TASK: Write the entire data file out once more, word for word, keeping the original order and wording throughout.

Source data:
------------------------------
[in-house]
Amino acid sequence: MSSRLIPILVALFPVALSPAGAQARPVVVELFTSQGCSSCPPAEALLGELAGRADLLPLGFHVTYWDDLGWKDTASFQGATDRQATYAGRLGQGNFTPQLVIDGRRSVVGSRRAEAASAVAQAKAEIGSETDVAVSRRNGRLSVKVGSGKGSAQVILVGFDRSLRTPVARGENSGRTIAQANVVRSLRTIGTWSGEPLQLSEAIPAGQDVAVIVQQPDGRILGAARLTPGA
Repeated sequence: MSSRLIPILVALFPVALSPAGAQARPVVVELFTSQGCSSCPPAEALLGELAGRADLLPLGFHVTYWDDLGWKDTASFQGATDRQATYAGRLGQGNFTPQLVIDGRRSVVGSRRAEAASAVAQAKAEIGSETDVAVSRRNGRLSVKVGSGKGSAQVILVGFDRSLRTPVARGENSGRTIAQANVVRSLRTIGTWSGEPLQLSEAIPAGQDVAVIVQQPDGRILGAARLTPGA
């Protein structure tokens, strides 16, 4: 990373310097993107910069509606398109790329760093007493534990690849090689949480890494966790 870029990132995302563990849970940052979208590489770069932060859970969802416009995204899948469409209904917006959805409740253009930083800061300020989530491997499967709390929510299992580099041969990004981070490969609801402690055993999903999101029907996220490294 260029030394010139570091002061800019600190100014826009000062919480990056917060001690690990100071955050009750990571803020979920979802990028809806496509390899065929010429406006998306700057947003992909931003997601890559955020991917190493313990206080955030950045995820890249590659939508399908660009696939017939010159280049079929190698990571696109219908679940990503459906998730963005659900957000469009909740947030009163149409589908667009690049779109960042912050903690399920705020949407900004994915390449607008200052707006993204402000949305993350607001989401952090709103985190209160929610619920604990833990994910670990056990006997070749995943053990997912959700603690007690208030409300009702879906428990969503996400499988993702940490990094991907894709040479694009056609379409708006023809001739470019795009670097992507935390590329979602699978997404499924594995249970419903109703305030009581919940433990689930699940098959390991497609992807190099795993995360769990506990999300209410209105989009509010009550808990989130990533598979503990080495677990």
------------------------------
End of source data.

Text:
[in-house]
Amino acid sequence: MSSRLIPILVALFPVALSPAGAQARPVVVELFTSQGCSSCPPAEALLGELAGRADLLPLGFHVTYWDDLGWKDTASFQGATDRQATYAGRLGQGNFTPQLVIDGRRSVVGSRRAEAASAVAQAKAEIGSETDVAVSRRNGRLSVKVGSGKGSAQVILVGFDRSLRTPVARGENSGRTIAQANVVRSLRTIGTWSGEPLQLSEAIPAGQDVAVIVQQPDGRILGAARLTPGA
Repeated sequence: MSSRLIPILVALFPVALSPAGAQARPVVVELFTSQGCSSCPPAEALLGELAGRADLLPLGFHVTYWDDLGWKDTASFQGATDRQATYAGRLGQGNFTPQLVIDGRRSVVGSRRAEAASAVAQAKAEIGSETDVAVSRRNGRLSVKVGSGKGSAQVILVGFDRSLRTPVARGENSGRTIAQANVVRSLRTIGTWSGEPLQLSEAIPAGQDVAVIVQQPDGRILGAARLTPGA
């Protein structure tokens, strides 16, 4: 990373310097993107910069509606398109790329760093007493534990690849090689949480890494966790 870029990132995302563990849970940052979208590489770069932060859970969802416009995204899948469409209904917006959805409740253009930083800061300020989530491997499967709390929510299992580099041969990004981070490969609801402690055993999903999101029907996220490294 260029030394010139570091002061800019600190100014826009000062919480990056917060001690690990100071955050009750990571803020979920979802990028809806496509390899065929010429406006998306700057947003992909931003997601890559955020991917190493313990206080955030950045995820890249590659939508399908660009696939017939010159280049079929190698990571696109219908679940990503459906998730963005659900957000469009909740947030009163149409589908667009690049779109960042912050903690399920705020949407900004994915390449607008200052707006993204402000949305993350607001989401952090709103985190209160929610619920604990833990994910670990056990006997070749995943053990997912959700603690007690208030409300009702879906428990969503996400499988993702940490990094991907894709040479694009056609379409708006023809001739470019795009670097992507935390590329979602699978997404499924594995249970419903109703305030009581919940433990689930699940098959390991497609992807190099795993995360769990506990999300209410209105989009509010009550808990989130990533598979503990080495677990």